Airlines cutting capacity because of fuel costs. Many of the largest U.S. airline companies are trimming flights and raising fares in reaction to rising fuel prices.

Trump calls off trade war with Europe…maybe. President Trump boasted about a breakthrough in trade relations with Europe this week, seeming to support a free trade proposal that resembles the one that the Obama administration and Europe had been considering. He said the two sides would have talks on “zero tariffs, zero non-tariff barriers, and zero subsidies on non-auto industrial goods.” Trump also suggested that Europe would buy up American soybeans – hit hard in the current trade fight with China – and American LNG. Light on details, the market did not know what to make of the announcement, but welcomed the easing of relations. But already, the vague breakthrough is running into trouble, with both sides far apart on whether or not agriculture should even be considered as part of the negotiations.

Saudi Arabia pressures Aramco to take on debt. With the IPO of Saudi Aramco on ice, the Saudi government is pressing Aramco to raise tens of billions of dollars in debt to fund the country’s economic transformation, according to the WSJ. Saudi officials want Aramco to raise debt to buy a controlling stake in SABIC, a Saudi petrochemical company, currently owned by the sovereign wealth fund. The move would effectively transfer $50 to $70 billion to the Saudi sovereign wealth fund, handing a mountain of cash to the government.

CNPC to spend $22 billion through 2020 to boost production. China’s state-owned CNPC announced plans to spend $22 billion by 2020 to boost oil and gas production in its western region of Xinjiang, according to Reuters. The move would help offset declining production from mature fields in China’s northeast.

Related: The Most Important Waterway In The Oil World

Occidental Petroleum considers sale of pipeline assets. Occidental Petroleum (NYSE: OXY) is exploring the sale of its pipeline assets, which could be worth as much as $5 billion. The move would give the company resources to boost exploration and production. The sale of pipeline assets is timely given the high valuation for midstream assets.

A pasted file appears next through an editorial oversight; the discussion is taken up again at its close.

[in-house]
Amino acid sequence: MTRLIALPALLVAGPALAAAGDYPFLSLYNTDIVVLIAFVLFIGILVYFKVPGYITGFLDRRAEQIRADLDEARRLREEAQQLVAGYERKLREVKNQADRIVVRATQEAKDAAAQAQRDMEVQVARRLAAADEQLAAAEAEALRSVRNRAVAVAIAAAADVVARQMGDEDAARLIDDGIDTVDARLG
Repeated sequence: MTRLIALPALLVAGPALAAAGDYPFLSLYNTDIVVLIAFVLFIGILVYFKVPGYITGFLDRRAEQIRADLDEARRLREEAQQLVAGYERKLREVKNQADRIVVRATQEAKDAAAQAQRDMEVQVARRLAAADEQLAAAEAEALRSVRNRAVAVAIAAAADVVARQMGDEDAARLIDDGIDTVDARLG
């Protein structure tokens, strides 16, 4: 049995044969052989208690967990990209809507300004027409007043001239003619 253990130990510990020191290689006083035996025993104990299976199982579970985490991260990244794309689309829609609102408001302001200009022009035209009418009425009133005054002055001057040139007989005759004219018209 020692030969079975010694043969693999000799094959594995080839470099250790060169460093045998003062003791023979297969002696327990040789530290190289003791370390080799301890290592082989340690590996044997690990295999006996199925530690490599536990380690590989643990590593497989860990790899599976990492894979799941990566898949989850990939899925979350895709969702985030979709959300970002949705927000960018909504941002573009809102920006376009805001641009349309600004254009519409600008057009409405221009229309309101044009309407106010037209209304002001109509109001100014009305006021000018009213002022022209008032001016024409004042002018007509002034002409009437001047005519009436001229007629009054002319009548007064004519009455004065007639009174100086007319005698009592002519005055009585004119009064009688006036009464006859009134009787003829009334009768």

Indian refiner cancels purchase of Iranian oil. India’s Hindustan Petroleum Corp. cancelled the purchase of an Iranian oil cargo because it couldn’t obtain insurance for the shipment, due to U.S. sanctions. The cancellation suggests U.S. sanctions will be more effective than once thought.

Deepwater drilling picks up. “The broad-based recovery is now also reaching the offshore market,” Patrick Schorn, executive vice-president of wells at Schlumberger (NYSE: SLB), told analysts last week. “We are preparing ourselves further for deepwater.” Schlumberger, along with Halliburton (NYSE: HAL), warned investors that the Permian could see a slowdown. But Schlumberger, more internationally-focused than Halliburton, struck a more optimistic tone regarding offshore drilling, noting that drilling could rise by 10 percent this year. According to analysts at Bernstein, there could be 40 final investment decisions on offshore projects this year, up from just 29 in 2017 and 14 in 2016.

Chesapeake Energy to sell $2 billion Utica assets. Chesapeake Energy (NYSE: CHK) is selling its remaining assets in the Utica shale for $2 billion in order to slash the company’s debt.

By Tom Kool for Oilprice.com

More Top Reads From Oilprice.com:

Download The Free Oilprice App Today

Back to homepage

Leave a comment
  • Tom Flannery on July 27 2018 said:
    Whoa, didn't realize the stock pile got so low, 404m bbls in storage. Sure hope Iran doesn't start any more shit and take their sanctions like the sheep they bed with.
  • Lee James on July 30 2018 said:
    Let's see, profits soar as oil-producing countries coordinate production to set the world oil price. Profits rise as the chances of significant world conflict increase, and oil-producing countries like Venezuela and Libya teeter and can not hold production together, even though they are resource rich.

    I'm afraid I don't see much to celebrate in the oil-producing world. . . unless it's the Saudis who aim to get their economy diversified away from utter oil dependency.

    The world needs to clean itself up, and measure progress differently than profits for a relatively few, for a relatively brief period of time.

Leave a comment

EXXON Mobil -0.35
Open57.81 Trading Vol.6.96M Previous Vol.241.7B
BUY 57.15
Sell 57.00
Oilprice - The No. 1 Source for Oil & Energy News